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  1. jasondoucette.com
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    Difference between #include <cxxx> and <xxx.h>?


    What are the precise differences between:

    #include <cstdio>
    vs
    #include <stdio.h>

    (or <cassert> vs <assert.h>)? I used to know, but my memory is failing me.

    I always include the .h file, but I know that including the library name includes the .h file, anyway - so what is the difference?

    Thanks.
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    There isn't a great deal of difference in the two examples you gave. cassert does nothing more than #include <assert.h>. cstdio does a #include <stdio.h> as well as redefining a symbol if it thinks it needs to. I am in the habit of always using the .h files directly so I really can't comment on when you might want to use one rather than the other.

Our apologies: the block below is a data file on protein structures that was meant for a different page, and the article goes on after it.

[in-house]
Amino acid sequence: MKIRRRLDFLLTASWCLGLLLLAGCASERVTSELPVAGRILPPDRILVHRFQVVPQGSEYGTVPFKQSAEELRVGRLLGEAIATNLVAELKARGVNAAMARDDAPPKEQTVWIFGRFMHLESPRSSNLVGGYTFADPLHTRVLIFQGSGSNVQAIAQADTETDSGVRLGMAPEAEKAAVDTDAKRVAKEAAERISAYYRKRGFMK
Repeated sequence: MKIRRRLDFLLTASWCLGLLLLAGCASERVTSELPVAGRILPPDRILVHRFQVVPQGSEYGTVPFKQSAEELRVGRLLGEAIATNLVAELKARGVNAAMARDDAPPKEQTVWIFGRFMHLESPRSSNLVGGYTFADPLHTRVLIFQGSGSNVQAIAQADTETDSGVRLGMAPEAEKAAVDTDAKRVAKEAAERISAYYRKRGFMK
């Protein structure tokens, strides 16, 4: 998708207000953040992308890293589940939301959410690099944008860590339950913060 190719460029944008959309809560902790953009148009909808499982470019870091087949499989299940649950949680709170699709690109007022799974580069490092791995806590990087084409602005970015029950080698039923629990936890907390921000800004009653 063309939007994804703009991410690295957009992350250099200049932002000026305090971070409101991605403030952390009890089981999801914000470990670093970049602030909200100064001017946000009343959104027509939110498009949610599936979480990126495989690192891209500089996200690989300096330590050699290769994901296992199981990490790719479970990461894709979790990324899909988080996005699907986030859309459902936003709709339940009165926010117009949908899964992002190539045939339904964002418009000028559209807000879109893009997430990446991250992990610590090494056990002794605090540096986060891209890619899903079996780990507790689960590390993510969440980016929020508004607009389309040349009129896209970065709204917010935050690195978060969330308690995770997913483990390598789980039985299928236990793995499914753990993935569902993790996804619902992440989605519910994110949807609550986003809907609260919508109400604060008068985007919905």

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    Lightbulb header files


    cstdio is the C++ version of the C header stdio.h .
    its contents are (mostly) the same as that header, but are all contained in the namespace std.

    if u use linux u can observ differences editing
    /usr/include/stdio.h
    and
    /usr/include/c++/x.x.x/cstido
    where x.x.x. is the version of your compiler
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    3dfxMM, yes, I am in the habit of just including the .h files, as well, so I had no idea what the differences were. I never had a problem with just the plain .h files.

    M3xican, thanks for your reply. I have taken a look at the cstdio file, and it does just include the stdio.h file, like I expected. So, basically, if you are using C++, the proper file to include would be the cxxxx file, without the .h postfix, so they are contained within their proper namespaces, which was introduced in C++.

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